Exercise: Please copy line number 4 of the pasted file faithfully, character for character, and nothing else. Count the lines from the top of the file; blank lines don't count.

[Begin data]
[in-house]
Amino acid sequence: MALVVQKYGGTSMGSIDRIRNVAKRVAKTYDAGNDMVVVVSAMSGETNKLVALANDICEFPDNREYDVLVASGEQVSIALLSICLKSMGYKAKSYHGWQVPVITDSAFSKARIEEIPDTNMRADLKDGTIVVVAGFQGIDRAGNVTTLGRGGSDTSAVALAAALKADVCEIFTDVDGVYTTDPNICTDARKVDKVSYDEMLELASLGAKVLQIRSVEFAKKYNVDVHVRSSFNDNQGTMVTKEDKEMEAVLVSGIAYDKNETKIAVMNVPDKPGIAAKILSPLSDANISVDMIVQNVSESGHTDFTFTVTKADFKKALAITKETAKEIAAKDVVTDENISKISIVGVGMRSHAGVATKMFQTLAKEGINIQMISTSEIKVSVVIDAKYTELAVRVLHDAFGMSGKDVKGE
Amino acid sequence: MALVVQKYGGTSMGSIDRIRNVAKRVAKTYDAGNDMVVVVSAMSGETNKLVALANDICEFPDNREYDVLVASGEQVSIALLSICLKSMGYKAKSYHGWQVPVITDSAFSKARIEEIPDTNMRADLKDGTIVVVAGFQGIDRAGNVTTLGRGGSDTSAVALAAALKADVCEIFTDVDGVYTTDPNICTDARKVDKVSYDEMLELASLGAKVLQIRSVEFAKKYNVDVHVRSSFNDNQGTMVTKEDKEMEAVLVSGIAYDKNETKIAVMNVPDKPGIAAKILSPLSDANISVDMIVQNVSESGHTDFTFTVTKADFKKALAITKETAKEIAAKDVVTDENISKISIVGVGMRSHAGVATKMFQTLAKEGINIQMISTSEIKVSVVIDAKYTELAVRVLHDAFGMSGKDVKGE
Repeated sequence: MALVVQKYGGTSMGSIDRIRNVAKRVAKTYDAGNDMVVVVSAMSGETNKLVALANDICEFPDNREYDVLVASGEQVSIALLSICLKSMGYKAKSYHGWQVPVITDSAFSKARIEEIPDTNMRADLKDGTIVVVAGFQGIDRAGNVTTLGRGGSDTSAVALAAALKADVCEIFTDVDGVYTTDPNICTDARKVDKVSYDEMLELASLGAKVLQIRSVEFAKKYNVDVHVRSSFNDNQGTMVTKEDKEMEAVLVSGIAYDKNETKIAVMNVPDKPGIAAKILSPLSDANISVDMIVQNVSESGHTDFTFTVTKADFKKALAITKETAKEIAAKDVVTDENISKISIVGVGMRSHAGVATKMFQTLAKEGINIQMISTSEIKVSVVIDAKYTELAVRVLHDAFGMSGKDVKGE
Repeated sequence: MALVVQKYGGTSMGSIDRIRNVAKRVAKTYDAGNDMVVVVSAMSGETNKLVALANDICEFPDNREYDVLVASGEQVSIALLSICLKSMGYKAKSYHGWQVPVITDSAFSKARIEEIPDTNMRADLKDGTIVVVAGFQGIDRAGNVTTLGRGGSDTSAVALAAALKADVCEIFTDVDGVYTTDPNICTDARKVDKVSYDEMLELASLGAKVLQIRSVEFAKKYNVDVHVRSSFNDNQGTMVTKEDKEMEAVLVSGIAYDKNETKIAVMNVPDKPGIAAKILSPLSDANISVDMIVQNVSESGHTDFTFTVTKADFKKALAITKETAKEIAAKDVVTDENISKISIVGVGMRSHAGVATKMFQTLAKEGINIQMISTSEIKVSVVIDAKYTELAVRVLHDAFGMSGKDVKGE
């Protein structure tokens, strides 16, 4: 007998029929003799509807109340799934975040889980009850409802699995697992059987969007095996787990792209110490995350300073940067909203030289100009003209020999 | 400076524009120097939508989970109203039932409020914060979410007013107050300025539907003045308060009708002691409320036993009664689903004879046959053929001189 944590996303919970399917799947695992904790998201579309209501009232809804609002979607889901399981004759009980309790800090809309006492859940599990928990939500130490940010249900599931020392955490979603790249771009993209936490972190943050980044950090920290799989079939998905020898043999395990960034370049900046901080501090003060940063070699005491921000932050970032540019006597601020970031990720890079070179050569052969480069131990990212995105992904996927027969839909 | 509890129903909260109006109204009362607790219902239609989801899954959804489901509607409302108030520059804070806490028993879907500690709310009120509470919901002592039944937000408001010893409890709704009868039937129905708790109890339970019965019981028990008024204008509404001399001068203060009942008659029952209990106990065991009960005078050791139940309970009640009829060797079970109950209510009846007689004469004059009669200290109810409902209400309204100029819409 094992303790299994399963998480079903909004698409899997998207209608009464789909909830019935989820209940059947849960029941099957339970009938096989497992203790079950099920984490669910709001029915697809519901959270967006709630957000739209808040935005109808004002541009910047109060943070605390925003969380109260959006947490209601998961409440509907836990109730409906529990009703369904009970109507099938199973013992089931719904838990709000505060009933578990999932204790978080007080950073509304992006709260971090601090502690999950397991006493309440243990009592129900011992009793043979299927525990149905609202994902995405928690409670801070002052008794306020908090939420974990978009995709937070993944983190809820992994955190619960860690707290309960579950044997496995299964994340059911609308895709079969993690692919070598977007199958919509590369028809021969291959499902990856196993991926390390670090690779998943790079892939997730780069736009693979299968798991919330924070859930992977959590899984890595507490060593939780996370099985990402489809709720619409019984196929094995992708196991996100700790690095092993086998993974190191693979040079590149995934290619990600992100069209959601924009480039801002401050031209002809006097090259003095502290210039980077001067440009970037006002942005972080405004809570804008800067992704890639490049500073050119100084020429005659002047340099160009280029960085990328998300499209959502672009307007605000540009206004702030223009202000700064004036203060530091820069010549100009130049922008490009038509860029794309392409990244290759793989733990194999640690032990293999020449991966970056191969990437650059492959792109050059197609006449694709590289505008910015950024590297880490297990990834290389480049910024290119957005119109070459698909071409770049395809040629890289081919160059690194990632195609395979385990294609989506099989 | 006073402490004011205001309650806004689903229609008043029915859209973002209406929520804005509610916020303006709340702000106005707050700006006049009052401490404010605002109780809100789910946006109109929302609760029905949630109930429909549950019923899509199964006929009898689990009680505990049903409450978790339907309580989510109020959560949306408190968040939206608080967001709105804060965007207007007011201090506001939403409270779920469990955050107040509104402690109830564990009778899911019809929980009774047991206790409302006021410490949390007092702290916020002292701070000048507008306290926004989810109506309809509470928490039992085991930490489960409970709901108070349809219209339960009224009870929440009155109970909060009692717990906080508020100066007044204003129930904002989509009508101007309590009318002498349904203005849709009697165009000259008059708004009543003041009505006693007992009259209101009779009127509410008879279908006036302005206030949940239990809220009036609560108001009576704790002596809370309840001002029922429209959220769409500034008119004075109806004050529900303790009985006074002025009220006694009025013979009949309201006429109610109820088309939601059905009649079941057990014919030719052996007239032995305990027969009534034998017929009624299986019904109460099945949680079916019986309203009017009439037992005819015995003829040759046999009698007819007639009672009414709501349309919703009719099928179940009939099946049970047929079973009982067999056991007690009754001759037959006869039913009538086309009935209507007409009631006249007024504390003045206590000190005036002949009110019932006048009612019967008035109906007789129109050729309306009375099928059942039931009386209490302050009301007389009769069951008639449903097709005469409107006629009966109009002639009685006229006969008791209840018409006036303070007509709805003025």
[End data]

Repeated sequence: MALVVQKYGGTSMGSIDRIRNVAKRVAKTYDAGNDMVVVVSAMSGETNKLVALANDICEFPDNREYDVLVASGEQVSIALLSICLKSMGYKAKSYHGWQVPVITDSAFSKARIEEIPDTNMRADLKDGTIVVVAGFQGIDRAGNVTTLGRGGSDTSAVALAAALKADVCEIFTDVDGVYTTDPNICTDARKVDKVSYDEMLELASLGAKVLQIRSVEFAKKYNVDVHVRSSFNDNQGTMVTKEDKEMEAVLVSGIAYDKNETKIAVMNVPDKPGIAAKILSPLSDANISVDMIVQNVSESGHTDFTFTVTKADFKKALAITKETAKEIAAKDVVTDENISKISIVGVGMRSHAGVATKMFQTLAKEGINIQMISTSEIKVSVVIDAKYTELAVRVLHDAFGMSGKDVKGE